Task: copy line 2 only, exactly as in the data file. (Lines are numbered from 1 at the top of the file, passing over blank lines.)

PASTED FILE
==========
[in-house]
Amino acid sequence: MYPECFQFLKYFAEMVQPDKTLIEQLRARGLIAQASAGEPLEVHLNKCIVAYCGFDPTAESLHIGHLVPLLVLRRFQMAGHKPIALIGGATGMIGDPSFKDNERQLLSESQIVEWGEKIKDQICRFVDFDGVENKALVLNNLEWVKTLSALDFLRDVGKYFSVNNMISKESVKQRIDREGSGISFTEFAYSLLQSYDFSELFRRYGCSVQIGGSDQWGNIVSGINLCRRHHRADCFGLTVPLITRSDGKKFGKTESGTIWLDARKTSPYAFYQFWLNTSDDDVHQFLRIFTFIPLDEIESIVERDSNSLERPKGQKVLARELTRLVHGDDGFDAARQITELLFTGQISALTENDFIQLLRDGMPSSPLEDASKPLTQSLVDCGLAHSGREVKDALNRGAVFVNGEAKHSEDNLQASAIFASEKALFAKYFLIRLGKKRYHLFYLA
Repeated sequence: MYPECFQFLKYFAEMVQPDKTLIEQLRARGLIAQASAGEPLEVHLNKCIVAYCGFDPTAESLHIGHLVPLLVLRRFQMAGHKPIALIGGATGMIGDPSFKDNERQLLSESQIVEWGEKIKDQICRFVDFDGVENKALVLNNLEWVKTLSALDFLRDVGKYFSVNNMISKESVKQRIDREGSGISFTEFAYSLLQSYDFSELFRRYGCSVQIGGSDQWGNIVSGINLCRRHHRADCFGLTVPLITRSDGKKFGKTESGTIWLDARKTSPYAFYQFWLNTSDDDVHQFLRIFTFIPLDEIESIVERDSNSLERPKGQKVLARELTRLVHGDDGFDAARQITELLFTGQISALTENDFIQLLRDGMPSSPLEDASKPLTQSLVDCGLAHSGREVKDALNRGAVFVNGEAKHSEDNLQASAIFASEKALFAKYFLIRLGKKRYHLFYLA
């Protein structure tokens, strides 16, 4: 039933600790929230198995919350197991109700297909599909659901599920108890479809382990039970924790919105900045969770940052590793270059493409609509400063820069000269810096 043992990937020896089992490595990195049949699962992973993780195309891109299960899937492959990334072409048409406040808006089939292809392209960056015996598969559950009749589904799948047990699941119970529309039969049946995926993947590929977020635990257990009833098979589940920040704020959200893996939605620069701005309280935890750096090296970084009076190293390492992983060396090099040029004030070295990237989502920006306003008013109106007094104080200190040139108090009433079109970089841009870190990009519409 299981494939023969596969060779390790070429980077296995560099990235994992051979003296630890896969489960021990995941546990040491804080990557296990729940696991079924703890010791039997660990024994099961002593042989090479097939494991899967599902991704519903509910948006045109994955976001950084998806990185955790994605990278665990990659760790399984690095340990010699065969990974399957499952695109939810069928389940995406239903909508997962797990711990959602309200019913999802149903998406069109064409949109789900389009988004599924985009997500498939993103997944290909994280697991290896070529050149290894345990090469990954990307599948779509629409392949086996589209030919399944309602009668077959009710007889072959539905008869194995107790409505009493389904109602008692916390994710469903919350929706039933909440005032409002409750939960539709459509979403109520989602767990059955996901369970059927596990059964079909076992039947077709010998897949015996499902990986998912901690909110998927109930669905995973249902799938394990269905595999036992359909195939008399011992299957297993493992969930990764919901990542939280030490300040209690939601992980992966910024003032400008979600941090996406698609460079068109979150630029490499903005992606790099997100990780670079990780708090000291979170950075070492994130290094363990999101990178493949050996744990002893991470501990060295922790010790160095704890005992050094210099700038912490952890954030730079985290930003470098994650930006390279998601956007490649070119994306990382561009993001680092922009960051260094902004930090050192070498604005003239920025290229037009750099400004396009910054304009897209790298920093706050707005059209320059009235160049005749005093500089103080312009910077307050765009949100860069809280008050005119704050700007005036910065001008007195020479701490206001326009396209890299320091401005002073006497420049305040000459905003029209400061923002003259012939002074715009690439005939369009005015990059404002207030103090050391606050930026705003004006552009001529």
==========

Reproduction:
Amino acid sequence: MYPECFQFLKYFAEMVQPDKTLIEQLRARGLIAQASAGEPLEVHLNKCIVAYCGFDPTAESLHIGHLVPLLVLRRFQMAGHKPIALIGGATGMIGDPSFKDNERQLLSESQIVEWGEKIKDQICRFVDFDGVENKALVLNNLEWVKTLSALDFLRDVGKYFSVNNMISKESVKQRIDREGSGISFTEFAYSLLQSYDFSELFRRYGCSVQIGGSDQWGNIVSGINLCRRHHRADCFGLTVPLITRSDGKKFGKTESGTIWLDARKTSPYAFYQFWLNTSDDDVHQFLRIFTFIPLDEIESIVERDSNSLERPKGQKVLARELTRLVHGDDGFDAARQITELLFTGQISALTENDFIQLLRDGMPSSPLEDASKPLTQSLVDCGLAHSGREVKDALNRGAVFVNGEAKHSEDNLQASAIFASEKALFAKYFLIRLGKKRYHLFYLA